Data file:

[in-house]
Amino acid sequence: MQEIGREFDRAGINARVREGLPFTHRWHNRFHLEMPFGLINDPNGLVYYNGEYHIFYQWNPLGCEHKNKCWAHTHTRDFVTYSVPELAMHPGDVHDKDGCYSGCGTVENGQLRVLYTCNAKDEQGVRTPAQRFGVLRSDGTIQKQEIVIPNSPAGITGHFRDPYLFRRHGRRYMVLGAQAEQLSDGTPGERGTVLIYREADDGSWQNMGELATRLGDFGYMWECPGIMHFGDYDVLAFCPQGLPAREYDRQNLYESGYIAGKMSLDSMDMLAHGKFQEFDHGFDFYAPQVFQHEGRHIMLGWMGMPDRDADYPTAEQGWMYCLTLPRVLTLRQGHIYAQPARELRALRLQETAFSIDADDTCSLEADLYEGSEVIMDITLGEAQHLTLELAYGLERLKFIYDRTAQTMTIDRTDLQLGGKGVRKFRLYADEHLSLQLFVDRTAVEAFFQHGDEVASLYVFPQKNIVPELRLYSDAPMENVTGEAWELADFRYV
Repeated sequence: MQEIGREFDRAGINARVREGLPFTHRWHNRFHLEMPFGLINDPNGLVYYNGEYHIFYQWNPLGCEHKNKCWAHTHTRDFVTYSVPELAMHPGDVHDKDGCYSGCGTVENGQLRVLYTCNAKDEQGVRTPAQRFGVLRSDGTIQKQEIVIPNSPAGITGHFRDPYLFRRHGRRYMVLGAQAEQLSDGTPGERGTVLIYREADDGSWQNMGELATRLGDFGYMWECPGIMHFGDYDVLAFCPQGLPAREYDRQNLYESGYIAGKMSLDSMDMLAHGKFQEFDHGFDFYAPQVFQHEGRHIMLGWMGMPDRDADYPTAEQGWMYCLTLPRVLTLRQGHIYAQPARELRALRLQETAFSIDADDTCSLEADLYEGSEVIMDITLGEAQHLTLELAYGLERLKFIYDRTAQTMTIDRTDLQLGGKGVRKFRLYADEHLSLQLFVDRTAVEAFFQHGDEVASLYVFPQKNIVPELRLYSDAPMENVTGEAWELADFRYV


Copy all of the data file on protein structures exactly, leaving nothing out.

[in-house]
Amino acid sequence: MQEIGREFDRAGINARVREGLPFTHRWHNRFHLEMPFGLINDPNGLVYYNGEYHIFYQWNPLGCEHKNKCWAHTHTRDFVTYSVPELAMHPGDVHDKDGCYSGCGTVENGQLRVLYTCNAKDEQGVRTPAQRFGVLRSDGTIQKQEIVIPNSPAGITGHFRDPYLFRRHGRRYMVLGAQAEQLSDGTPGERGTVLIYREADDGSWQNMGELATRLGDFGYMWECPGIMHFGDYDVLAFCPQGLPAREYDRQNLYESGYIAGKMSLDSMDMLAHGKFQEFDHGFDFYAPQVFQHEGRHIMLGWMGMPDRDADYPTAEQGWMYCLTLPRVLTLRQGHIYAQPARELRALRLQETAFSIDADDTCSLEADLYEGSEVIMDITLGEAQHLTLELAYGLERLKFIYDRTAQTMTIDRTDLQLGGKGVRKFRLYADEHLSLQLFVDRTAVEAFFQHGDEVASLYVFPQKNIVPELRLYSDAPMENVTGEAWELADFRYV
Repeated sequence: MQEIGREFDRAGINARVREGLPFTHRWHNRFHLEMPFGLINDPNGLVYYNGEYHIFYQWNPLGCEHKNKCWAHTHTRDFVTYSVPELAMHPGDVHDKDGCYSGCGTVENGQLRVLYTCNAKDEQGVRTPAQRFGVLRSDGTIQKQEIVIPNSPAGITGHFRDPYLFRRHGRRYMVLGAQAEQLSDGTPGERGTVLIYREADDGSWQNMGELATRLGDFGYMWECPGIMHFGDYDVLAFCPQGLPAREYDRQNLYESGYIAGKMSLDSMDMLAHGKFQEFDHGFDFYAPQVFQHEGRHIMLGWMGMPDRDADYPTAEQGWMYCLTLPRVLTLRQGHIYAQPARELRALRLQETAFSIDADDTCSLEADLYEGSEVIMDITLGEAQHLTLELAYGLERLKFIYDRTAQTMTIDRTDLQLGGKGVRKFRLYADEHLSLQLFVDRTAVEAFFQHGDEVASLYVFPQKNIVPELRLYSDAPMENVTGEAWELADFRYV